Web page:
Human stem cells and a bioengineered scaffold were used by researchers at the Francis Crick Institute and University College London (UCL) to reconstruct a human thymus. The thymus is a crucial immune system organ, and the accomplishment is a significant step toward creating an artificial thymus for transplant treatment. “Showing it is possible to build a working thymus from human cells is a crucial step towards being able to grow thymi which could one day be used as transplants,” said Sara Campinoti, a researcher at the Crick Institute’s Epithelial Stem Cell Biology and Regenerative Medicine Laboratory.
Reporting in Nature Communications (“Reconstruction of a functional human thymus by postnatal stromal progenitor cells and natural whole-organ scaffolds,”)”This is an important proof-of-principle that a long-lived phenocopy of a human thymus using only postnatal, cultivated cells is achievable.”
The thymus, a main lymphoid organ that is situated in the chest, is “critical for T cell maturation and selection,” according to the scientists. Severe immunodeficiency, in which the body is unable to combat infectious diseases or cancerous cells, or autoimmunity, in which the immune system mistakenly attacks the patient’s own healthy tissue, can result from thymus dysfunction or failure to develop during fetal development. The researchers added, “Since the thymus regulates the development of immune competence and tolerance, its functional dissection and subsequent reconstruction with desired cell populations might provide powerful tools applicable to a variety of medical conditions, including primary or acquired immune deficiencies.”Indeed, such is the clinical unmet need that cultivated thymus slices are currently used for transplantation into athymic patients.”
However, attempts to construct a completely functional thymus have had “limited success,” according to the scientists, probably due to the organ’s complexity. However, there has been considerable “uncertainty” regarding whether this might be accomplished utilizing postnatal epithelial stem/progenitor and mesenchymal cells, and if so, if such cells could be grown in sufficient quantities ex vivo. The scientists detail how they effectively regenerated thymi using stem cells collected from patients who had to have the organ removed during surgery in their newly published proof-of-concept research. When bioengineered thymi were transplanted into mice, they were able to foster the formation of mature and functioning human T cells. While researchers have previously rebuilt other organs or sections of organs, the team suggests this is the first time that scientists have successfully rebuilt a whole working human thymus.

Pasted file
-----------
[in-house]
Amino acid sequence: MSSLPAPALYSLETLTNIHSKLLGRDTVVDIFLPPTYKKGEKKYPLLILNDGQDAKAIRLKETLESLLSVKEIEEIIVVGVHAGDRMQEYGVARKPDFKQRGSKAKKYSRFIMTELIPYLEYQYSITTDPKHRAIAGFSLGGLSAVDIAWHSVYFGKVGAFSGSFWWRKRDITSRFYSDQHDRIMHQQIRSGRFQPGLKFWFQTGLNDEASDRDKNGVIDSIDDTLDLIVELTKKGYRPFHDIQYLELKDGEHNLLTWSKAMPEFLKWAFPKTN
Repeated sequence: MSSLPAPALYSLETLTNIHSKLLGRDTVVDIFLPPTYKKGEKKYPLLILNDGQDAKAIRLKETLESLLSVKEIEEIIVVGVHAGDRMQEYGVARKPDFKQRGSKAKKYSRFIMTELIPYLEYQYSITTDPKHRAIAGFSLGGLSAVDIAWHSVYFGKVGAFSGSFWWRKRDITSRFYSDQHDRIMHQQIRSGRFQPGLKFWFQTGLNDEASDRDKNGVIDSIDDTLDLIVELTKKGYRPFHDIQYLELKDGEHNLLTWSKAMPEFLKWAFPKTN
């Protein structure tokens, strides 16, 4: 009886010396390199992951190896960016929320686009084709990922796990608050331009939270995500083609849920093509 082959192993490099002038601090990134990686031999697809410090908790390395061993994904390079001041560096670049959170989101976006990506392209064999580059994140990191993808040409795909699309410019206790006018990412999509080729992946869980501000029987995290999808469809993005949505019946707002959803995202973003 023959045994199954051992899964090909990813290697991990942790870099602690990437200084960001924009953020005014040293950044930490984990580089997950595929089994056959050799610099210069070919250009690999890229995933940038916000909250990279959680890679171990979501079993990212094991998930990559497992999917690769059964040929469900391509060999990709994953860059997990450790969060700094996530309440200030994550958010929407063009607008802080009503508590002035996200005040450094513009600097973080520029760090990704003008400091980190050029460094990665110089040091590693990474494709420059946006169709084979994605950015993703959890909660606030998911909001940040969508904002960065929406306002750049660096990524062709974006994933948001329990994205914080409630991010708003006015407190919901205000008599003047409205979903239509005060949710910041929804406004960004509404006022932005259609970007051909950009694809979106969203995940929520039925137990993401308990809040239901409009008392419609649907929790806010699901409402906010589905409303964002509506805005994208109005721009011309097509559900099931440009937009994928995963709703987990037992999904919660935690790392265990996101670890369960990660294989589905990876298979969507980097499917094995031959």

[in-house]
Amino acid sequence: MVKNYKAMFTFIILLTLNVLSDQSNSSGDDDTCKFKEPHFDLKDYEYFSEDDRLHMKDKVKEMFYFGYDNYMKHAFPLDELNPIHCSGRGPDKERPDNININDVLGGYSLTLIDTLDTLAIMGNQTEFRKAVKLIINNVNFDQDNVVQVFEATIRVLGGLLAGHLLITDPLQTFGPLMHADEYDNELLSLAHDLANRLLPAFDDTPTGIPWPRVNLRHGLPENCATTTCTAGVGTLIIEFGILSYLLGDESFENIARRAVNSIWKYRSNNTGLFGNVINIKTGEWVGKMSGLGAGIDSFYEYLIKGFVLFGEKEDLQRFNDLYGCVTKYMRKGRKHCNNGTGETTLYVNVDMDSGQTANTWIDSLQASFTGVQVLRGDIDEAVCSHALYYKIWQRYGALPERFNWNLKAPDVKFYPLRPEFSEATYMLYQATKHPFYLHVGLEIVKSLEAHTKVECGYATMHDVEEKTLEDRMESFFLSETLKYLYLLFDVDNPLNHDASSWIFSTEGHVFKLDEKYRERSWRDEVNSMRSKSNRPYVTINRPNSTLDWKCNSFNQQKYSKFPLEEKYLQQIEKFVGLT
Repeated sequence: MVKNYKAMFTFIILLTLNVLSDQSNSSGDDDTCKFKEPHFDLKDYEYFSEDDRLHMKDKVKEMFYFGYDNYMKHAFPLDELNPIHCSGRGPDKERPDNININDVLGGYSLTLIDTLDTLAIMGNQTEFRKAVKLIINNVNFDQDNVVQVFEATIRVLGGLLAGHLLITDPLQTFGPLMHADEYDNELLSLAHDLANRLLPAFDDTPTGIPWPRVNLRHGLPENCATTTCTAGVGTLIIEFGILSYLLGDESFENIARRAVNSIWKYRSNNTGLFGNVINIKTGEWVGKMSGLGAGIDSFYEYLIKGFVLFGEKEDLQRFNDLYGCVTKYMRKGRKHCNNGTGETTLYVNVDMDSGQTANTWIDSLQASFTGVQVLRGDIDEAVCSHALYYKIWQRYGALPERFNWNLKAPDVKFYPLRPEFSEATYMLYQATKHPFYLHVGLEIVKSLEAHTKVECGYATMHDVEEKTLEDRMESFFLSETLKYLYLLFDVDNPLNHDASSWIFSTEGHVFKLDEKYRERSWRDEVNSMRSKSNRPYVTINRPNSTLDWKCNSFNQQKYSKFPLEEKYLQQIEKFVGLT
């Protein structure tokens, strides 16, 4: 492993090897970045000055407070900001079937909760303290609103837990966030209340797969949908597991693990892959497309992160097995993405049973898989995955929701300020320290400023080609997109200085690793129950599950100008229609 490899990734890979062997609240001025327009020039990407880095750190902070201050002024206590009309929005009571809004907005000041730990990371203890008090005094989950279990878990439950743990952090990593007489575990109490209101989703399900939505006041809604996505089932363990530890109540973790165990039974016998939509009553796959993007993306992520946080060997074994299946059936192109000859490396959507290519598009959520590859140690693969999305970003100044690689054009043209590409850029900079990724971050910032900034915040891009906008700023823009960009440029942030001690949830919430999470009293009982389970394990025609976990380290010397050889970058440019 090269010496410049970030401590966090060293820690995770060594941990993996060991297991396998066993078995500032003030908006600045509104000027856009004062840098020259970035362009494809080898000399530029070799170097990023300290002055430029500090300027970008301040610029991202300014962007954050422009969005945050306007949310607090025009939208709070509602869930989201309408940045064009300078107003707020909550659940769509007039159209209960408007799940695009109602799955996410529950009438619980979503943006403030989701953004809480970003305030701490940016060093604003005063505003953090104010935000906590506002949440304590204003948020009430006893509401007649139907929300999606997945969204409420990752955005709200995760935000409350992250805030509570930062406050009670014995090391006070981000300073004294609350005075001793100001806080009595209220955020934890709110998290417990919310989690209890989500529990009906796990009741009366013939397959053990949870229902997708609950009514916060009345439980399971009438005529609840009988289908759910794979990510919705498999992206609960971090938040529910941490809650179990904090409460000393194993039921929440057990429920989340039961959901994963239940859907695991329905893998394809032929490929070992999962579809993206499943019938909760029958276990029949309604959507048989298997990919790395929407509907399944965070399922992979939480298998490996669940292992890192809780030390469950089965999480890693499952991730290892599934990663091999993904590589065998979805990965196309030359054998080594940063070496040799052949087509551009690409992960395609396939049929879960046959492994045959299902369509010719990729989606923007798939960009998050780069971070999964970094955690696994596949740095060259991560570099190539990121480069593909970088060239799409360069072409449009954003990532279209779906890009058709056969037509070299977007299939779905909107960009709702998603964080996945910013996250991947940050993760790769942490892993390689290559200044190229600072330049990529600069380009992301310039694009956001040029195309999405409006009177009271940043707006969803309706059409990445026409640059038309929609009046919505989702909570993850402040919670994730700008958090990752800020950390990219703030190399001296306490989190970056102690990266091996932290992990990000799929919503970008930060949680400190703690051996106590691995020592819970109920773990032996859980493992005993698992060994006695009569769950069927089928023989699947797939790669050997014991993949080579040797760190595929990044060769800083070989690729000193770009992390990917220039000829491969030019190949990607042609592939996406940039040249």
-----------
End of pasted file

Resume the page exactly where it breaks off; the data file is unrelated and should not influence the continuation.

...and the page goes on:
The thymi from patients who underwent open chest heart surgery were collected by the researchers, and in the lab, thymic epithelial cells (TEC) and thymic interstitial cells (TIC) from the donated tissue were grown into multiple colonies of billions of cells to produce the whole organ. The next stage was to acquire a structural thymic scaffold, which they could then fill with the cultivated thymic cells. In order to do this, co-author Asllan Gjinovci, a senior laboratory research scientist at the Crick, created a novel method to clear rat thymi of all cells, leaving just the structural scaffolds. For this, the researchers had to employ a novel microvascular surgical strategy because the thymus cannot be successfully treated using standard techniques.